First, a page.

I bought this flute, as I did the Nicholson, from the estimable Tony Bingham in London, England. I just recently noticed another of Mr. Bingham's claims to fame... he is the publisher of The New Langwill Index, which is really the sine qua non of reference works for anyone seeking information regarding historical makers of European woodwinds. He is also the publisher of "Great Flute Makers of France -- The Lot & Godfroy Families, 1650-1900" by Tula Giannini.
This is a small flute, in more ways than one. It has no extended 'c foot', and it is pitched a little above A=440 (a tuning slide allows it to play a little lower), which make it physically short. It is also made for a small, focussed sound, retaining proportions of embouchure, bore and tone holes comparable to those typical in mid 18th century flutes. The walls of the instrument are also thin, which further contributes to both its physical compactness and its lightness of sound. The mark is "D. Noblet, AINE" with a small image of a sun. This would imply that the instrument was probably made in Paris, somewhere around the middle of the 19th century. It has 5 keys - those found on the Potter and the Astor minus the c and c-sharp of the extended foot (i.e. b-flat, g-sharp, f-natural and d-sharp), plus a key for the high c-naturals, operated by the knuckle of the right index finger. The keys are pivoted on metal posts fixed into the wood, and the f and g-sharp keys are made longer by wrapping them around the body. The head is fitted with a tuning slide and an adjustable cap, and is partially lined - that is to say the tuning slide itself is lined with metal, but the rest of the head is not.
This flute represents an entirely different ideal of the instrument to that which the Nicholson is aspiring to - whilst the Nicholson aims for loudness and brilliance, this type of flute retains much more of the soft tone of earlier instruments. This approach seems to have been favoured particularly in France. Nonetheless, this flute is still very different from those of the 18th century... it very much favours the higher register - all the semi-tones of the third octave up to a''' can be played clearly, precisely, and with no problems on this instrument, but persuading the lower notes of the bottom octave to sound at all clearly can be a problem (admittedly these problems with the lower octave may in some measure be due to maintenance issues... but I think there is little doubt that this flute was built with the intention of its being played mainly in the higher register).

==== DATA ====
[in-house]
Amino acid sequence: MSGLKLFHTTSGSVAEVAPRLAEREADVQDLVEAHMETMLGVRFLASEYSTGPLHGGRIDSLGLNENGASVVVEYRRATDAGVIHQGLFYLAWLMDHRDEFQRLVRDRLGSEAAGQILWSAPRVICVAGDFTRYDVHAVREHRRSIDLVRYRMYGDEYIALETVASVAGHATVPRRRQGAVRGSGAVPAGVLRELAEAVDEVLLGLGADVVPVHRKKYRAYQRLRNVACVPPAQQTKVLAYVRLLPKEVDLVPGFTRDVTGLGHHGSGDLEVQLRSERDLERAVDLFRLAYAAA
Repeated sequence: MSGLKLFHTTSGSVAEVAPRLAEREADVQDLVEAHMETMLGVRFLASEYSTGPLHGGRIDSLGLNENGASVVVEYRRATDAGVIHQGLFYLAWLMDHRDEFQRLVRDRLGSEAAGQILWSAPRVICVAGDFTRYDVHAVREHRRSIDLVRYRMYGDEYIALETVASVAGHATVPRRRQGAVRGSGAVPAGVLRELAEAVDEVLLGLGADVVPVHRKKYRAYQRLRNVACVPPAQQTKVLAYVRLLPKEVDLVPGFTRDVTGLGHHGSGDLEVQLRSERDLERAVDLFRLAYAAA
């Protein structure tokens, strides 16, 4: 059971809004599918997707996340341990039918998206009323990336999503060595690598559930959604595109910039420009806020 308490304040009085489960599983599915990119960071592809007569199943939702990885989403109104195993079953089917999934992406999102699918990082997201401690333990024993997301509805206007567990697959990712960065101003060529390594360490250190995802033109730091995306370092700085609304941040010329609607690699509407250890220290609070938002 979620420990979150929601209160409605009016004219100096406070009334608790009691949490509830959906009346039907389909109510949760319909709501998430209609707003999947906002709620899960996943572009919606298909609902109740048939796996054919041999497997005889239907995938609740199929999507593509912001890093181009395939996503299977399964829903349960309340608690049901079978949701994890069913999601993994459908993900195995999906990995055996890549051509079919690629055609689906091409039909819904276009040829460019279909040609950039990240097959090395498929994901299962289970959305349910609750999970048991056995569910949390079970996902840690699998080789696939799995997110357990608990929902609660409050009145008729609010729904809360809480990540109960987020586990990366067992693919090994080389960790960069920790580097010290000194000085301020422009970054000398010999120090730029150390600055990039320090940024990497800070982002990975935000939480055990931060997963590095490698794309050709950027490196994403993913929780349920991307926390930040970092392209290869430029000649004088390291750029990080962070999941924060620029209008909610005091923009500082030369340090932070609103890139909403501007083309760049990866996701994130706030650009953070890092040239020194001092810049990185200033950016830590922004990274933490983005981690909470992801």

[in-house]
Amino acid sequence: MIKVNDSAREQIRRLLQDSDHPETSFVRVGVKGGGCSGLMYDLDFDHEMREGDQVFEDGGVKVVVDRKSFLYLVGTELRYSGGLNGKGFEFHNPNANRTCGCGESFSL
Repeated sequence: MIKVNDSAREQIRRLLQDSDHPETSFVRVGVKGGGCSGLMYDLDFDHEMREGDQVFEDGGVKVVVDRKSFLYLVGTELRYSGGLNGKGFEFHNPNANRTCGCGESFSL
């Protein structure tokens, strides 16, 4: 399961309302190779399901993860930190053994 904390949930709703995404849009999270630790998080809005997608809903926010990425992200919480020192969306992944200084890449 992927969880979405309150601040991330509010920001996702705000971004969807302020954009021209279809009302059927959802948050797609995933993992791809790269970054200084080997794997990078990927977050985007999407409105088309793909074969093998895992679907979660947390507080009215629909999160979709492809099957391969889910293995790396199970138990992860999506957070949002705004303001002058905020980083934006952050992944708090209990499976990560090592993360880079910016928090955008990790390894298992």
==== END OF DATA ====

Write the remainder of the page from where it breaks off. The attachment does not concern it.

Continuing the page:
The barrel of this flute (the part of the head below the tuning joint) had cracked through and been professionally repaired before I bought it - the repair was made by drilling and inserting pins to close the crack as well as glueing it. As is usual in such cases with old flutes, as soon as I tried to play the instrument the barrel cracked again. There are now several cracks in the wood of the head, and the ivory rings at the joint of the tuning slide are also cracked. Unfortunately this is almost inevitable when such thin wood is combined with metal inserts. I have done my best to patch the cracks with Nu-skin and to lubricate and pad joints with the waxy variety of cork grease, in order to try and keep everything airtight. The keys of this flute are fairly modern in design, presumably intended for pads not unlike those used on modern woodwinds. I have not replaced the pads, which appear to be quite old, although I have oiled them in an attempt to soften them and make the seals better.
Unlike the Nicholson, one could to some degree play 18th century repertoire on this flute, especially later 18th century material, where the bias towards the higher register would be less of a problem. In practice I mainly tend to play 19th century pieces on it. This flute, for example, produces a very different take on Giuliani's Gran Duetto Concertante from that offered by the Nicholson... and one that is probably more suited to blending with an accompanying guitar.
If you have any questions or comments, or related experiences you'd like to share, or whatever... email me at email@example.com.
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